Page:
Icelantic Nomad RKR Review
Icelantic describes the Nomad RKR as “the funnest ski we’ve ever made.” I’m lucky enough to get to ski 75+ days per year and get to do so on many different skis and don’t want to jinx things by declaring one pair to be the most fun. How about this for a summary?
“It’s the easiest ski I’ve ever skied. It’s amazing, like magic, really.”
The shape and design make everything easier. Conditions were great and I skied all types of terrain except for: park, big air and east-coast ice. Let’s start with weeks old crud. But first, you the reader should consider the source. My style is best described as the opposite of “butter.” I don’t “bounce down the mountain” or “smear my turns.” Call me old-school, but I love to carve. Turns and lots of them, that’s how I get down the mountain. I don’t ski backwards and only go straight-line on fresh days when I’m boot deep. At least, I didn’t ski switch or ski straight down an off-piste line until I get on these skis. Wow, they fly effortlessly over anything.
When Arapahoe Basin Ski Patrol dropped the ropes on Montezuma Bowl for the first time of the season, I charged down the hill in 40mph winds with zero visibility and hoped the Nomad RKR’s would deliver. Skiing aggressively and initiating the turn drove the tip through the crud with zero chatter. When the wind-blown crust gave way to fluffy blower snow, the ski popped on top of the fresh snow and surfed effortlessly until conditions changed again and they smashed through the crust and cut through the choppy stuff like a burly all-mountain ski should. After a few runs, I headed to the front side for a groomer. Lay them on edge and forget they’re 105 underfoot. They can cut trenches on corduroy.
If you want to, they will transition from turn to turn like lighting, thanks to the sidecut. Suddenly, I dropped over a catwalk into bumps while going fast. There was six inches of soft snow on the bumps and the skis transitioned from edge to edge so quickly. Evidently, they do bumps too. They skied like a traditional ski in the moguls, but what the heck… could they bounce over the bumps and charge down them, absorbing the impact while staying stable? Yes, yes they can. Point them and go. The skis are soft enough to be very forgiving, but stiff enough to go really fast and hold an edge under challenging conditions.
Day Three: There was a foot of fresh in the Rocky Mountains and I was the first one to drop into the Bowl. The next five runs were very fast, very fresh and very fun. The rocker makes it so easy to surf the snow. When your legs are burning, let the skis do the work for you. They’ll stay afloat so you don’t have to sit back and stress your quadriceps. These skis love the deep stuff, but they also perform in bad conditions. When it came time to cross a wind-blown section over knee-chattering frozen crud, the rocker and the shovel design make for a ski that seems to navigate on its own. If you don’t feel like initiating a turn, just let the ski find its own way down the mountain. It’s quite forgiving. Then, all afternoon in the trees, these skis turned effortlessly while staying afloat thanks to the rocker and the ski width. Rocker in the tails makes “steering with the tails” very natural; whether you want to smear turns or carve turns, these skis allow for either style.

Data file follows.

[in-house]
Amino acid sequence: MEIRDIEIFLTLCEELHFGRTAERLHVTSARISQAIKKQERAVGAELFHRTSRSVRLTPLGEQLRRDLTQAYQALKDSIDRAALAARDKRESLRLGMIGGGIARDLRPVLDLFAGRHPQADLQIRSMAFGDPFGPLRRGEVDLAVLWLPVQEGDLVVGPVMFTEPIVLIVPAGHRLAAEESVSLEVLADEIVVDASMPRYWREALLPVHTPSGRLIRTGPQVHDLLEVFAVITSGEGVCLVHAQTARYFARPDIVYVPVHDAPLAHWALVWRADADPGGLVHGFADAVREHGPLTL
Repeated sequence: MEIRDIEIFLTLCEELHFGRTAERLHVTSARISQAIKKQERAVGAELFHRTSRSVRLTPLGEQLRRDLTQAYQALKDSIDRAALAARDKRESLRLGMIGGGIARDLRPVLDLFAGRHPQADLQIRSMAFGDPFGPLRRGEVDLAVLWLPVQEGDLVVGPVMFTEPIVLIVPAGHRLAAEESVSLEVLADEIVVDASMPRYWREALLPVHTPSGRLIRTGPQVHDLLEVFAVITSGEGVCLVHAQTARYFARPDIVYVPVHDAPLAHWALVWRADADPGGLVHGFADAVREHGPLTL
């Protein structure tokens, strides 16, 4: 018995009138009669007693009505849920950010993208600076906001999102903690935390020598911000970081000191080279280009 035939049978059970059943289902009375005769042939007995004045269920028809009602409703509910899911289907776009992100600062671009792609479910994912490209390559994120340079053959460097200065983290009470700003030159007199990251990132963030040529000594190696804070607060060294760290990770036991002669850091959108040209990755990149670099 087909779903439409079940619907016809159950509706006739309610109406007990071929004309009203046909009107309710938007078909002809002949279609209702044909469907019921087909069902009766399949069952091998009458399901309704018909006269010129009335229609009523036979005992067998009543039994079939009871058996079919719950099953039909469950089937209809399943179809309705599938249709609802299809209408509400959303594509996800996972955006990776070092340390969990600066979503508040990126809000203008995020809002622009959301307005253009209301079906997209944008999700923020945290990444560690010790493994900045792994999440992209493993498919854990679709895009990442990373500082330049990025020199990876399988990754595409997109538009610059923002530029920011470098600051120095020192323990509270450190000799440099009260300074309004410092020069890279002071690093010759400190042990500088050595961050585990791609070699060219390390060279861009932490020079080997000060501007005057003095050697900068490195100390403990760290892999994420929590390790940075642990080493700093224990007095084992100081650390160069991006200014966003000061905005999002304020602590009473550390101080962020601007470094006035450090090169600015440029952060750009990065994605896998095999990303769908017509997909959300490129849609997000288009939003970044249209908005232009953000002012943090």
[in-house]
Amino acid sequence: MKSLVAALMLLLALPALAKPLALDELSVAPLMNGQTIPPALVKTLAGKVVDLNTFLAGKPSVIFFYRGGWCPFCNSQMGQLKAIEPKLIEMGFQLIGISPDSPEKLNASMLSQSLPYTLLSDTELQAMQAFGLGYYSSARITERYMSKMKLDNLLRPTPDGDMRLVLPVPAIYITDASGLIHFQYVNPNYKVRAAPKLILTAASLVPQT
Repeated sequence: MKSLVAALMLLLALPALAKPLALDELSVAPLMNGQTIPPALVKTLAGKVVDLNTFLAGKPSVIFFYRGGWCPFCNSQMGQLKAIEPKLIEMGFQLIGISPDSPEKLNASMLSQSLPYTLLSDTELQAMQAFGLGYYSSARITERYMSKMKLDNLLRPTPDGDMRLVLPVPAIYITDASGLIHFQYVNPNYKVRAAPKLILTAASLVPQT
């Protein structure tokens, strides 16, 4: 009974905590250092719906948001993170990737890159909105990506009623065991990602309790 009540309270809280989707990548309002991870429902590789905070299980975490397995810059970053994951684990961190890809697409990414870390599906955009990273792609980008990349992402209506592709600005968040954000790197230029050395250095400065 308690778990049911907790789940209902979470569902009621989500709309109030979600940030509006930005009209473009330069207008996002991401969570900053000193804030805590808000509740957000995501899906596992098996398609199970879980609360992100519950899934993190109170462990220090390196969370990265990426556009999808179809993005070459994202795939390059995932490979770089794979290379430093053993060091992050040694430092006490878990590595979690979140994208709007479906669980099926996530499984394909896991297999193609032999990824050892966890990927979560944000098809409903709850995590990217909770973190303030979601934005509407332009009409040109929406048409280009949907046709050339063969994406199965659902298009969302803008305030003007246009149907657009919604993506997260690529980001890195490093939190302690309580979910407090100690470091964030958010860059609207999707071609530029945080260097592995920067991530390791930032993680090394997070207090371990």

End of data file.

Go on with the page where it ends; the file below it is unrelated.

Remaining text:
Who should buy this ski? Lot’s of people, for sure. But I should disclose my bias first. I prefer skis handmade in the USA. Product quality is paramount, of course and it’s always been easy to default to skis made in a big factory in Europe. But now, it’s easy to get handcrafted quality coming from ski-makers in Colorado. Ski shops all over the country stock Icelantic skis. To be fair, there are other skis with similar dimensions that will also ski wonderfully. Most of what I liked about these skis comes from the rocker technology but there is a differentiating factor with the Icelantic version of an All-Mountain Rocker/Camber ski: the signature Icelantic sidecut. I really like this design feature. The sidecut allows you to choose to ski aggressively by driving the tip and initiating a hard turn, or you can “bounce down the mountain” while letting the ski do the work. It’s quite versatile and really amazing when transitioning between skiing styles such as hard-carving vs. hard-charging.
Buy these skis if you want an all-mountain ski that does everything well. You’re an expert who wants a ski designed with new technology that can make GS-style turns, ski bumps or groomers and still surf the back bowls on fresh, deep days. Front-side or back-side, you want a ski to shred the entire mountain. Or, maybe you’re an intermediate looking to ski hard and ski everything in your quest to become expert. You want a ski to grow into. For an intermediate skier looking to become really good, this ski will flatten the learning curve. It will be much easier to become a great rider on these skis than on traditional skis. If you want to get really good and do it as quickly as possible, do a lot of lunges and buy these skis.
The only thing I didn’t like about these skis was the part where I had to give them back after four wonderful demo days.